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Comeback for the damselfly.

Efforts to safeguard Britain's diverse wildlife have helped to revive dwindling species such as the damselfly and otter.

But despite the creation of a Government-backed Biodiversity Action Plan in 1994, the skylark, marsh fritillary butterfly and sparrow are still on the decline, a conference marking the first anniversary of the National Biodiversity Trust was told.

today, environment minister Michael Meacher heard details of a 10-point action plan designed to preserve the variety of Britain's natural heritage.

Among the plan's proposals are: the shifting of agricultural subsidies from intensive production to sustainable development; a 20% cut in carbon emissions by 2010; changes to the planning system to ensure that it protects biodiversity; the introduction of strategic environmental assessments of all policies; and improved monitoring of the UK's species and habitats.

Dr Mark Avery, chair of the Biodiversity Challenge Group, said: 'Only by commitment to the complete package of 10 recommendations will the Government realise the promises it made in response to the 1992 Rio Earth Summit.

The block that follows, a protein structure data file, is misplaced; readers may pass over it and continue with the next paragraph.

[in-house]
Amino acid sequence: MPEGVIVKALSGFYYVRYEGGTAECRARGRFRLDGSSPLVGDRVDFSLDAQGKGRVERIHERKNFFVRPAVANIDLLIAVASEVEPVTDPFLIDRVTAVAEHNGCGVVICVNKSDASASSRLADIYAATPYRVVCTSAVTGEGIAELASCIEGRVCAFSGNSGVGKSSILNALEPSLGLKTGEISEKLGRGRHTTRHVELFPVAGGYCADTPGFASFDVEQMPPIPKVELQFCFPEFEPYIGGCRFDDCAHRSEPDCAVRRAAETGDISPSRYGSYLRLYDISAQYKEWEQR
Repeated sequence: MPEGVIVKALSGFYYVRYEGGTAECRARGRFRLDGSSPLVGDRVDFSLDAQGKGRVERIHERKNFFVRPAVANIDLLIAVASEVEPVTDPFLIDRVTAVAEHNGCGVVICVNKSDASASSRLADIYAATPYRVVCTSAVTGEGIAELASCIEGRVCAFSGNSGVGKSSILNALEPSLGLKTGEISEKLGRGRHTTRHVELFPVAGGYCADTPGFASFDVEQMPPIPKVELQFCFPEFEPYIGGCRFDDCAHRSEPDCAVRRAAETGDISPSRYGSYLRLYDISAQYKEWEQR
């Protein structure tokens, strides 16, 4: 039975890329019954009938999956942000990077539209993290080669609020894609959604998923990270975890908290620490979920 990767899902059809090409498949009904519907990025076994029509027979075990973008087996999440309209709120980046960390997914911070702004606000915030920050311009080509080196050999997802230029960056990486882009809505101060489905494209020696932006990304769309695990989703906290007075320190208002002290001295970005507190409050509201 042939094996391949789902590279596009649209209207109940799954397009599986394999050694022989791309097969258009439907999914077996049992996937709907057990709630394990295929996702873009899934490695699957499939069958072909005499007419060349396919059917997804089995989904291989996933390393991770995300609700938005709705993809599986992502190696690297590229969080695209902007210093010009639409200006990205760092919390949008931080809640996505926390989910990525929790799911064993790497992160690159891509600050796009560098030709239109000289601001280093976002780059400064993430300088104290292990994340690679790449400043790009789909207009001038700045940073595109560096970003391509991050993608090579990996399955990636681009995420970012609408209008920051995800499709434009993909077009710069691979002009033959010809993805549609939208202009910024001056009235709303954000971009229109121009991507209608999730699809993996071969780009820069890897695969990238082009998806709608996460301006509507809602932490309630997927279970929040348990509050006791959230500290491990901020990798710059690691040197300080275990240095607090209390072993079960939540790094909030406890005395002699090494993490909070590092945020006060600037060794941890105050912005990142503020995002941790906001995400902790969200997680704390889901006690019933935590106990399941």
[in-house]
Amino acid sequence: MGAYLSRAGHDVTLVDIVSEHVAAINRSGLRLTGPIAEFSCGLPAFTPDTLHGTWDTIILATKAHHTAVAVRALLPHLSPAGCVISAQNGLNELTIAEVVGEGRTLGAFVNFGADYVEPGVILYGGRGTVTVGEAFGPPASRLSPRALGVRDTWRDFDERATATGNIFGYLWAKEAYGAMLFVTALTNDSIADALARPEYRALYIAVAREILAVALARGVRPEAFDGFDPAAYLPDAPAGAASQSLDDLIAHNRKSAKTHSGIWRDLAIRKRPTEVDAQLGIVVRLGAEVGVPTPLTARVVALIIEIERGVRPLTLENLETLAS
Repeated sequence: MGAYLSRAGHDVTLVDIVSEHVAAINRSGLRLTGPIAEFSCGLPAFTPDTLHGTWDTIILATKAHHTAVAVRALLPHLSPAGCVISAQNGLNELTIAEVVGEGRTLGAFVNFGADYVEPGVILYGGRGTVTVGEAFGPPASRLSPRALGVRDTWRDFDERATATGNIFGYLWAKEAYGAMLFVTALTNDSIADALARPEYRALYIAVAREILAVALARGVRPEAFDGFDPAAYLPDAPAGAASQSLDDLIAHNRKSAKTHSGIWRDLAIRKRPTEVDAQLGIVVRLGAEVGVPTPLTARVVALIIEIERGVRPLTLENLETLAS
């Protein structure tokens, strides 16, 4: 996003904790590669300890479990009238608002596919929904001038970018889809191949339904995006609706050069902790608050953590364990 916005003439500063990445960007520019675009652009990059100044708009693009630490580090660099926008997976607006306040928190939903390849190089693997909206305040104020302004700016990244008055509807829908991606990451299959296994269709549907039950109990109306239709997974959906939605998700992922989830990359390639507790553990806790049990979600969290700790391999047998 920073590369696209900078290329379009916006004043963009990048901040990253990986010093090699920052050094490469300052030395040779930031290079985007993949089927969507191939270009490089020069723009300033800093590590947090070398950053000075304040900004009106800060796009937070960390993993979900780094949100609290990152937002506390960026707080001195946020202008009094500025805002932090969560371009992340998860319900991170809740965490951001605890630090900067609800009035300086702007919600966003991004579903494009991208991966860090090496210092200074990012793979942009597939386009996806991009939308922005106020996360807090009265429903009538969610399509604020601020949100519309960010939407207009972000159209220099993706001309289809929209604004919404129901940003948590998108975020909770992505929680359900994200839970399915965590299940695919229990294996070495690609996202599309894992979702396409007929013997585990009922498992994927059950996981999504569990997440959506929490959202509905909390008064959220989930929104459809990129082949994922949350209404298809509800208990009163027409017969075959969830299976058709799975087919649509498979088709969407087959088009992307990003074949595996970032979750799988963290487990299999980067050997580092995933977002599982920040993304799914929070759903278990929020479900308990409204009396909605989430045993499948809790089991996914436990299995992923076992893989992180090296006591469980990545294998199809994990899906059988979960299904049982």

'We cannot simply pay lip-service to improving our wildlife without taking action.

'Conservation in the UK would benefit if the Government implemented our 10-point plan, but people would benefit greatly too. Conserving wildlife, recreating lost habitats and protecting the environment all add to people's quality of life.'

The Trust - made up of 11 of Britain's leading public and voluntary environmental bodies - produced a report, entitled Biodiversity Counts, detailing progress on some of the nation's key species and habitats.

Among the success stories are the otter, which has seen 'continued increases in numbers and range', the stone-curlew, which has enjoyed a 56% increase in breeding pairs over five years to 233 pairs, and the dormouse, which has been successfully reintroduced to a number of areas where it had disappeared.

But attempts to reverse the dramatic decline in sparrow numbers since the 1970s have failed to do more than stabilise the population, the report notes, as the disappearance of traditional nesting sites in hedgerow trees has not been compensated by the provision of nest-boxes.

Monitoring of the marsh fritillary shows a 'continuing and rapid decline' due to poor management of its habitats, the report adds.

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Publication:The Birmingham Post (England)
Date:Feb 22, 2001
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